A common question we receive is: “Can I send my dies back to you to recycle?”
Honestly, the expense of shipping your dies back to us would cost more than the recycle value. Most likely you have a scrap dealer in your area that would be happy to recycle your dies. Don’t expect to get rich, but at least you know you’re doing the right thing! As of this writing we are receiving $.90/pound for brass, $1.36/pound for copper and $.26/pound for magnesium from our local scrap dealer.
Our “Pic of the Week” is from Richard Minsky: Catalog of the exhibition American Publishers’ Bindings on the Books of Amelia E. Barr 1882-1919 Collected and described by Richard Minsky 2016
Cover adapted from the 1897 William Snelling Hadaway design for Prisoners of Conscienceby Amelia E. Barr. The center panel is archival pigment inkjet on canvas, then stamped in 23K gold on a Kensol 36T with a die made by OWOSSO. http://minsky.com/
Like it or not, wedding season is nearly upon us! I created some new cards in 2016 and printed them on my 1882 Pearl letterpress in this year’s most fashionable color: blush pink.
My “Mr & Mrs” cards have always been popular, but I’ve been feeling like the design (previously set in vintage lead type) needed an upgrade, so I designed these stunners featuring a beautiful modern calligraphy typeface! Pick up a set here.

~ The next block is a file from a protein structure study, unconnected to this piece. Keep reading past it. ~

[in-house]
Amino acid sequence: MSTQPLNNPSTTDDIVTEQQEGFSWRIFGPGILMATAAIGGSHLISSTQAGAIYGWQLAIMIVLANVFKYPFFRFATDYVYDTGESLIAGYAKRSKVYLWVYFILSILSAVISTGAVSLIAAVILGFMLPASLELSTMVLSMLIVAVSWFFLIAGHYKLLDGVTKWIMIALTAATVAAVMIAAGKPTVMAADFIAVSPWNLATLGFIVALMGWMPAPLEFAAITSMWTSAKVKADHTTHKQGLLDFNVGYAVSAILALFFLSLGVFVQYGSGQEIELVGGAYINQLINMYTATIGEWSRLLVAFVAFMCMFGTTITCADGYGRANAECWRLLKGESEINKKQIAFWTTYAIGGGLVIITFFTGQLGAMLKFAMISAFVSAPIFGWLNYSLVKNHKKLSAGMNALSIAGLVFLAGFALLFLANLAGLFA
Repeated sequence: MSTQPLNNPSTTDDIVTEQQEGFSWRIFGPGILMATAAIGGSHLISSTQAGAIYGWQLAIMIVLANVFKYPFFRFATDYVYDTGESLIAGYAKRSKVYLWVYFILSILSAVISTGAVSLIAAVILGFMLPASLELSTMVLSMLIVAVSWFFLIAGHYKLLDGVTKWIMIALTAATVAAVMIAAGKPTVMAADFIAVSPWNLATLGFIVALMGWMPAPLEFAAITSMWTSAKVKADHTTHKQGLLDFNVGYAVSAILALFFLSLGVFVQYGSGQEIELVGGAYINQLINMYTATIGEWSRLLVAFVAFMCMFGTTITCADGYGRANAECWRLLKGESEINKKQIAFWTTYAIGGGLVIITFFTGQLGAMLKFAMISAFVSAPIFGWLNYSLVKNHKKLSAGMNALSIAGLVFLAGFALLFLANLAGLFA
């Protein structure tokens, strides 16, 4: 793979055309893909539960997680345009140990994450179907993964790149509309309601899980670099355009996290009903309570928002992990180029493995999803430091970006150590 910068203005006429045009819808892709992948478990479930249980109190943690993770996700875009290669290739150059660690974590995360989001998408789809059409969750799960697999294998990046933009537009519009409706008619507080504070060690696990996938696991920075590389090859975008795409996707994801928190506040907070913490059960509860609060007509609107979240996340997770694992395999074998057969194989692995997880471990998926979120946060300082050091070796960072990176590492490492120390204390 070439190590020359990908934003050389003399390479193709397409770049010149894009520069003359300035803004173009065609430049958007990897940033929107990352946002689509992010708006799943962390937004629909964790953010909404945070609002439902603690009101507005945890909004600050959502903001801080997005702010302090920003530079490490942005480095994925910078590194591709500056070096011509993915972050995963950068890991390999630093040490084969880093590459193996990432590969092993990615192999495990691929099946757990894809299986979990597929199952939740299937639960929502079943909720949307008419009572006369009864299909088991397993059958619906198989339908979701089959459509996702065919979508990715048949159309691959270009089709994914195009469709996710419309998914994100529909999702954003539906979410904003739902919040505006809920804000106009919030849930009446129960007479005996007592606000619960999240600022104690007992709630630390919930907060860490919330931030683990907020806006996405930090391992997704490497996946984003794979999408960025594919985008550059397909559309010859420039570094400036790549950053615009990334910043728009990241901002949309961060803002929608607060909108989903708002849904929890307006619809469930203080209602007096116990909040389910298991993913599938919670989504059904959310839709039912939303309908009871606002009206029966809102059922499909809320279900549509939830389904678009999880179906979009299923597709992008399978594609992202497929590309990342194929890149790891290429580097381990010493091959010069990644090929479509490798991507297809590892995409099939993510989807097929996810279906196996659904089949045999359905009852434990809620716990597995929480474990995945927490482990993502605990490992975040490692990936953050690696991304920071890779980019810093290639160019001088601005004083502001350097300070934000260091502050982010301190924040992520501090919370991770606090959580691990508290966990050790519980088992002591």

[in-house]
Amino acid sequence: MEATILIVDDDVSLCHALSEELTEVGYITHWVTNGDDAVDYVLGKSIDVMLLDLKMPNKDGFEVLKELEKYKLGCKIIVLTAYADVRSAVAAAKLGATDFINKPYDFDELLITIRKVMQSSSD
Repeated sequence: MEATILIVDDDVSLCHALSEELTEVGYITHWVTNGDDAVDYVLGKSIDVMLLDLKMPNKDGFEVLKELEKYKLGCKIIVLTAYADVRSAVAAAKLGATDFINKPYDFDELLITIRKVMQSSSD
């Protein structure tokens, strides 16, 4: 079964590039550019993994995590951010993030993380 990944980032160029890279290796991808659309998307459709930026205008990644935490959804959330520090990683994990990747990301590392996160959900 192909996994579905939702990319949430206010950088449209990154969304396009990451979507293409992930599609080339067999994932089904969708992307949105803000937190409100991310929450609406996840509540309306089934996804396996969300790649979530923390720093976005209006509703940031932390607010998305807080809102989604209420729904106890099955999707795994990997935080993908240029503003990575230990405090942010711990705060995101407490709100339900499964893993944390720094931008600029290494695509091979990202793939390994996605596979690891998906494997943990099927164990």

I also wanted to created a new design that would not only work for weddings (and not even same-sex unions at that), but any joyous occasion—birthdays, adoption, engagement, graduation… you name it, this card works. Available in blush here, but I’m thinking of printing them in lots of colors… Stay tuned!
Our “Pic of the Week” is a dual effort. Using magnesium letterpress plates from OWOSSO, the Time Vampire Brewing logo is by Derek Reitzel and the Bird Greeting Card is by Ashley Crowley. These were letterpressed at Signal-Return.
What Type of Metal to Choose for Foil Stamping, Embossing & Debossing Dies